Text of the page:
The Impact of the British (2) Education
IN THE eighteenth century India was intellectually stagnant. She had not been touched by the new scientific spirit which was so rapidly transforming the West, while in those realms of philosophy and mathematics where she was once pre-eminent the virtue seemed to have gone out of her. Her ablest philosophers had become content to be mere commentators; her people knew nothing of their own history; and even Sanskrit learning was at such a low ebb that in Calcutta there were comparatively few Brahmans who understood the sacred texts. The tradition of learning lingered only in the village tols, where the guru or preceptor would gather round him a group of resident disciples and instruct them in Sanskrit studies. Many of these gurus were true scholars by nature, but they knew nothing of geography, world history or science. Their outlook was necessarily narrow and their curriculum limited.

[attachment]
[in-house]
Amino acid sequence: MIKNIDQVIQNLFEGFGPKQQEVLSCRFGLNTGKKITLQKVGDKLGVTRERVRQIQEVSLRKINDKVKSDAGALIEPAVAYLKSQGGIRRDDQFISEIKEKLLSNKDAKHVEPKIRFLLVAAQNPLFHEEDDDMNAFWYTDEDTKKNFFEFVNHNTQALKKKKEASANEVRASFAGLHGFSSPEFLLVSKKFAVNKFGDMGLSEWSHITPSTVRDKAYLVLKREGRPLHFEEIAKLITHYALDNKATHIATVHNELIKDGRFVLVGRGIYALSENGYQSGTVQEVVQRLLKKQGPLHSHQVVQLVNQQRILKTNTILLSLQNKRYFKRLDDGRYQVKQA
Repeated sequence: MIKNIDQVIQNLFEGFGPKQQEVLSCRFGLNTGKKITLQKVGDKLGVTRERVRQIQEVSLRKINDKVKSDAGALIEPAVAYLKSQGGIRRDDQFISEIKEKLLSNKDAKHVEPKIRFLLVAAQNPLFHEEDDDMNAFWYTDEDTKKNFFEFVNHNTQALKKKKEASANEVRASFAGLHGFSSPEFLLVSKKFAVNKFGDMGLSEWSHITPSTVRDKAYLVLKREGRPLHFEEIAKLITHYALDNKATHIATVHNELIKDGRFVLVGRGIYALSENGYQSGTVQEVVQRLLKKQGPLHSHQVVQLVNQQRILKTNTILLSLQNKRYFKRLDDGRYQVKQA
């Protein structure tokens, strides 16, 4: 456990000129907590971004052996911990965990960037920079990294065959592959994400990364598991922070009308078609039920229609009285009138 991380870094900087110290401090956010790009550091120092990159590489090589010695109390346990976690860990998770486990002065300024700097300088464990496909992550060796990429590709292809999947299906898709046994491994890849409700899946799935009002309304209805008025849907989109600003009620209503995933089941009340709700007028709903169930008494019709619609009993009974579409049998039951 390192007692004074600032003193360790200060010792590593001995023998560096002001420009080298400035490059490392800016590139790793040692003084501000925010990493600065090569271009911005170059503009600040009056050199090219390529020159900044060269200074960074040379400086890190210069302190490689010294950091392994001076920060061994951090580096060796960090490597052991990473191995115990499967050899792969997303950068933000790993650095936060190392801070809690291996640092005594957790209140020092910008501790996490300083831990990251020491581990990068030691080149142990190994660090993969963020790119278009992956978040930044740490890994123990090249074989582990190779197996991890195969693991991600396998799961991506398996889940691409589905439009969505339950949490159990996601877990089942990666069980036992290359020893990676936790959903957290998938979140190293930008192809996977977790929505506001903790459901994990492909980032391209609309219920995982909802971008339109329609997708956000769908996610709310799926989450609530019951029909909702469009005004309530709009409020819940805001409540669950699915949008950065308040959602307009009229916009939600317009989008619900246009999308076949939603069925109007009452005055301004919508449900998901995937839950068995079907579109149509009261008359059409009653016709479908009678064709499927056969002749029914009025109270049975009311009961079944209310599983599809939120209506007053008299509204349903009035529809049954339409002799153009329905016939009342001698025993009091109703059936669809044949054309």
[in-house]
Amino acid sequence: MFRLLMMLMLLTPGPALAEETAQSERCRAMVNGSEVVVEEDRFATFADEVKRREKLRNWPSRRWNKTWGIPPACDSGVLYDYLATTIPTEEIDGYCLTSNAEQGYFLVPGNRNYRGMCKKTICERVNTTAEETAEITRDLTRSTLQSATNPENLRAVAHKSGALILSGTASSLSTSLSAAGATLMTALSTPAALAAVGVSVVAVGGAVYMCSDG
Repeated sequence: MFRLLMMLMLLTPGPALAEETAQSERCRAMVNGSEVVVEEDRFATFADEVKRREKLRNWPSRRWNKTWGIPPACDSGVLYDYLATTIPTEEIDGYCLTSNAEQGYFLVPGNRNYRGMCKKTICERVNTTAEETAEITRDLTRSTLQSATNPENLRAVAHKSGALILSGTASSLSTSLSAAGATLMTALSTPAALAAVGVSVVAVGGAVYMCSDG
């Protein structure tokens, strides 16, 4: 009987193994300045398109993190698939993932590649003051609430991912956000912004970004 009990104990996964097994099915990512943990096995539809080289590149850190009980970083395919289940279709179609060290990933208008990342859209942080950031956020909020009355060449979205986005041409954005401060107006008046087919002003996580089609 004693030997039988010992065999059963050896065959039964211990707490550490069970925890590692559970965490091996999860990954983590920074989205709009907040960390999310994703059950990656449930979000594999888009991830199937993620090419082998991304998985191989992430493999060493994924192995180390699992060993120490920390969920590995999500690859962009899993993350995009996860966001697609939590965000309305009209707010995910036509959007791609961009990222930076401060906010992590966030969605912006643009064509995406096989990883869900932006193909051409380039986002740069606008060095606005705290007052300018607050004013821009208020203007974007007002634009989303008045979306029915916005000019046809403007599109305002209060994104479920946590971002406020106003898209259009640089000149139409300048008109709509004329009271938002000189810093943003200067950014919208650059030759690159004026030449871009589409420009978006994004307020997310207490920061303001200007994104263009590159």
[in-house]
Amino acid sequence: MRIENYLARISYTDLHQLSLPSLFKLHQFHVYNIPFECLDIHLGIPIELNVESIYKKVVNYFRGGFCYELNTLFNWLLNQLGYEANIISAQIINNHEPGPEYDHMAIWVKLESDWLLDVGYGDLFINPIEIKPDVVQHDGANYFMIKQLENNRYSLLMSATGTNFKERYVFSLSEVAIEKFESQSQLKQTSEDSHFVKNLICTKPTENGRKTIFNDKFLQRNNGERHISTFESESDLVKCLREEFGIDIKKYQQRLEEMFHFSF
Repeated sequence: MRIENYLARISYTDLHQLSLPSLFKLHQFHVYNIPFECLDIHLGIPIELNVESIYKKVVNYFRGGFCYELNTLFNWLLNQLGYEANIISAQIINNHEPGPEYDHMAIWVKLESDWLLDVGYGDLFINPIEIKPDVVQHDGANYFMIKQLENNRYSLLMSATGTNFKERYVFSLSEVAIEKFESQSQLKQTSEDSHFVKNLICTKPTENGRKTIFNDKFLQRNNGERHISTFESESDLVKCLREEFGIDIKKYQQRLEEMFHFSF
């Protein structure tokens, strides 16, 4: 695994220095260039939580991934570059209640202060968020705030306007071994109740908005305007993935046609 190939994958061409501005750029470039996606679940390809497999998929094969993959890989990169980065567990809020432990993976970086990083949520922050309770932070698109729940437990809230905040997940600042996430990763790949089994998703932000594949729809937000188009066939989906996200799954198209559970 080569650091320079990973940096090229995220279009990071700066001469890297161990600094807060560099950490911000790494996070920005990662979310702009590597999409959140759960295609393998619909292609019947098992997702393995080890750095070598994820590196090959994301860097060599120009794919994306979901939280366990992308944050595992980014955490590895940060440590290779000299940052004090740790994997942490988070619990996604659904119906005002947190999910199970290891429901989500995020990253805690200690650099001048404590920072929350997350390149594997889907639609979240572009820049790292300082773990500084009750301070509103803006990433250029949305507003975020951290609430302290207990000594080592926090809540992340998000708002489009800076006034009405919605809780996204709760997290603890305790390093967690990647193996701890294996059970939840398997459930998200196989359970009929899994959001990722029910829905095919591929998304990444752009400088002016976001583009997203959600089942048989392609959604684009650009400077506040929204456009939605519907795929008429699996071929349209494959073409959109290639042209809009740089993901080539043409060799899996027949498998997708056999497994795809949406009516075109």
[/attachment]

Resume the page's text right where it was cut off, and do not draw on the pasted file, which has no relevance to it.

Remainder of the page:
D. S. Sarma, in his account of the Renaissance of Hinduism, rightly states that for a hundred years from the middle of the eighteenth century nothing of first rate importance was produced in any Indian language. In 1811 Lord Minto wrote of the intellectual backwardness of the time and feared that 'the revival of letters may shortly become hopeless from a want of books or of people capable of explaining them'. Except for the hill schools of painting, the arts were in a similar state of decline and lacked both patronage and appreciation.
Several new factors now combined to produce an awakening. Irl the first place a small band of British scholars began to devote themselves to research in Indian history and philology with spectacular results. Sir William Jones, by his identification of the Emperor Chandragupta with the Sandrokottus of the Greek historians, established the first fixed point in Indian chronology. A generation later, James Prinsep, Mint Master of